It’s time for some werewolf action! There are very few books that can hang with Werewolf by Night (vol. 1) in the all-time greats of horror comics from the 1970’s (The Tomb of Dracula being the best). This title started out with some fantastic creators on it. The names Ploog, Conway, Wolfman, Kane, and others, brought this character to life and gave him a world to play in, and share with other great characters from the Marvel Universe, as well. Later (issue #20 or so), you had a different creative team take the reins, and put a spin on the book that was unexpected, but was a ton of fun! That team was Doug Moench and Don Perlin! This issue was a battle between the Werewolf by Night, Jack Russell, and a strange nemesis called “The Hangman.” This kooky guy is all sorts of crazy, and believe it or not, he’s crazy enough to keep the werewolf at bay for a while!
The creative team on this one was nothing short of spectacular. You get ‘Marvelous’ Marv Wolfman writing, Pencils by the great Gil Kane (RIP), inks by the underrated Don Perlin, Mr. Tom Orzechowski lettering, and Linda Lessmann on colors! Of course, we have Roy ‘The Boy’ Thomas editing, as was the norm in the early 1970’s. Sometimes I wonder how some of these creators from that era had time to sleep! Check out this incredible cover by John Romita! Well, without further interruption, let’s take a look at some Werewolf by Night! (Insert crazy howl here)! Enjoy!
After being thoroughly exhausted from a weekend trip and now work, I’m playing catch-up now! Instead of posting about a single issue, I thought I’d just post a good-sized helping of a horror title to whet your appetites, and get you in the Halloween mood! The title “Chamber of Chills,” has always been one that I thought had good content, with either new stories or reprinted material from the Atlas Era. The first few issues featured new material from names like Thomas, Brunner, Russell, and so forth, but eventually the book went with just all reprint stories. Not that it was a bad thing mind you, because then you got to see work by greats like Heck, Ayers, Ditko, and early Perlin, as well!
These men were masters, one and all, and the legacy they’ve left for toady’s creators to follow is nothing short of extraordinary. Some are still with us, sadly others are not, but their incredible contributions live on in the pages of comic books just like the issues I’m about to showcase! Sit back, and relax, because you’re about to go on a journey into a very scary and chilling place!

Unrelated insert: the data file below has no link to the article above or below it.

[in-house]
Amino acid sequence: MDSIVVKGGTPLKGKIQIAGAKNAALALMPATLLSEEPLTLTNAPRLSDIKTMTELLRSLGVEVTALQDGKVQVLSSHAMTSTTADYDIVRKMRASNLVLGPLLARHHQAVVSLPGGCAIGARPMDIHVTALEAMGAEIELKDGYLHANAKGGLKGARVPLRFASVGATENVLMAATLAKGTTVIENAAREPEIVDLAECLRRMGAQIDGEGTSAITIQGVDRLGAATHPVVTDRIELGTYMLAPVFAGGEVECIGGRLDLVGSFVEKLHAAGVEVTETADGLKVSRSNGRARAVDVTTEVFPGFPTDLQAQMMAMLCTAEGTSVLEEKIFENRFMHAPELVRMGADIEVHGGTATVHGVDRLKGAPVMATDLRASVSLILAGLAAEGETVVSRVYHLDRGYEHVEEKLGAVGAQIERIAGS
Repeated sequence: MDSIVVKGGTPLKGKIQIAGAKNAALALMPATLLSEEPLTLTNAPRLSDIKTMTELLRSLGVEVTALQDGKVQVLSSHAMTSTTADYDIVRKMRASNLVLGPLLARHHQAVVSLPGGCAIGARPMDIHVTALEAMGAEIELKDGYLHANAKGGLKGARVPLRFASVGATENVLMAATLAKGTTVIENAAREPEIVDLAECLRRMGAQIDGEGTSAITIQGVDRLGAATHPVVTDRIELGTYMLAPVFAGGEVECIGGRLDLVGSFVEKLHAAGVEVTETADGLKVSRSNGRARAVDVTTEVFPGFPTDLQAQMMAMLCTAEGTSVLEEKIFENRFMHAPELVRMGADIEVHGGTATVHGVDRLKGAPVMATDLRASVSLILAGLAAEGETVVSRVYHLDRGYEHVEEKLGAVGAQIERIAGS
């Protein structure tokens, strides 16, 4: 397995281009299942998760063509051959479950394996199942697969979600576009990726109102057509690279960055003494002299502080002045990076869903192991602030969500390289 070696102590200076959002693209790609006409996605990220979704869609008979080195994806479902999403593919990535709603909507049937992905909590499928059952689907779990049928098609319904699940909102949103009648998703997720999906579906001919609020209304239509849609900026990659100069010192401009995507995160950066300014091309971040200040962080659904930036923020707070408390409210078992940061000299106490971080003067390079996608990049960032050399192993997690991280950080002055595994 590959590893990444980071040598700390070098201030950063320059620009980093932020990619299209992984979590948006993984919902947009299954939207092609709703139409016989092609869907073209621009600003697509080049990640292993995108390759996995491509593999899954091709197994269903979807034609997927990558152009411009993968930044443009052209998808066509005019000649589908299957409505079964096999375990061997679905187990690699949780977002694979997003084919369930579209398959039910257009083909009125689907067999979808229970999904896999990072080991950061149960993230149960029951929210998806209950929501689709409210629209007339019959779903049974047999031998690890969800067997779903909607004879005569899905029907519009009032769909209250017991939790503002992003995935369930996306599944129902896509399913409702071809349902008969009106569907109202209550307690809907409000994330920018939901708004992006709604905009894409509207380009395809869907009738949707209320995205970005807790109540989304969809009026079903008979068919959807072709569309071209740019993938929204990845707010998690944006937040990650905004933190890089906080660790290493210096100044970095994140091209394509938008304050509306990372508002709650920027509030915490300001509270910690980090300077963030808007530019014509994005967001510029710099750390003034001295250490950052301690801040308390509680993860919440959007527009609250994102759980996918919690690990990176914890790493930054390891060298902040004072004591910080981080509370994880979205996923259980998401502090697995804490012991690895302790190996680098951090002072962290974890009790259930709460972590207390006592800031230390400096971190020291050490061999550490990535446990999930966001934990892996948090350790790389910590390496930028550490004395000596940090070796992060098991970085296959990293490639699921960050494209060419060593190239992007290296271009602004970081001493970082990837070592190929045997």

You can try to contain him, but you cannot even hope to stop the Tatterdemalion! Sorry for giving away the villain…as if the cover already didn’t! There were many goofy or one-off villains from the Silver and Bronze Ages, but there’s no doubt that one of my favorites is this guy! Created by the artistic genius of Tom Sutton (RIP), and Gerry Conway, this quirky character didn’t make many appearances, but when he did, it was hilarious! You cannot help but laugh, when a character’s profile page has statements like this in it…”He is an expert tap dancer, and a highly proficient bottle-cap collector” or my favorite…”He wears a long scarf, which is tipped with lead weights, as a weapon” or the coup de grâce…”Due to his lack of proper hygiene habits, the Tatterdemalion emits a harsh offensive odor at all times.” Folks, when you have abilities/powers like that, everyone fears you.
The story was written by Steven Grant, and although I don’t own many stories written by him, I do know that he’s a capable writer that also wrote some good Avengers stories back in the 1970’s/80’s. The pencils are by the exceptional Tom Sutton and the late, great Carmine Infantino, and I love Sutton’s pencils on Dr. Strange from the Bronze Age, as well as his inks on many other books. Speaking of inks, the incomparable Jim Mooney (RIP), inked this issue, and you get the consistency he always brought to the game! Colors by Ben Sean, letters by Rick Parker, and edited by Denny O’Neil! The awesome cover is by Don Perlin and Al Milgrom! Spider-Man, Werewolf by Night, “Cat’s Jazz Club”, and the Tatterdemalion…what else could be asked for in a comic book?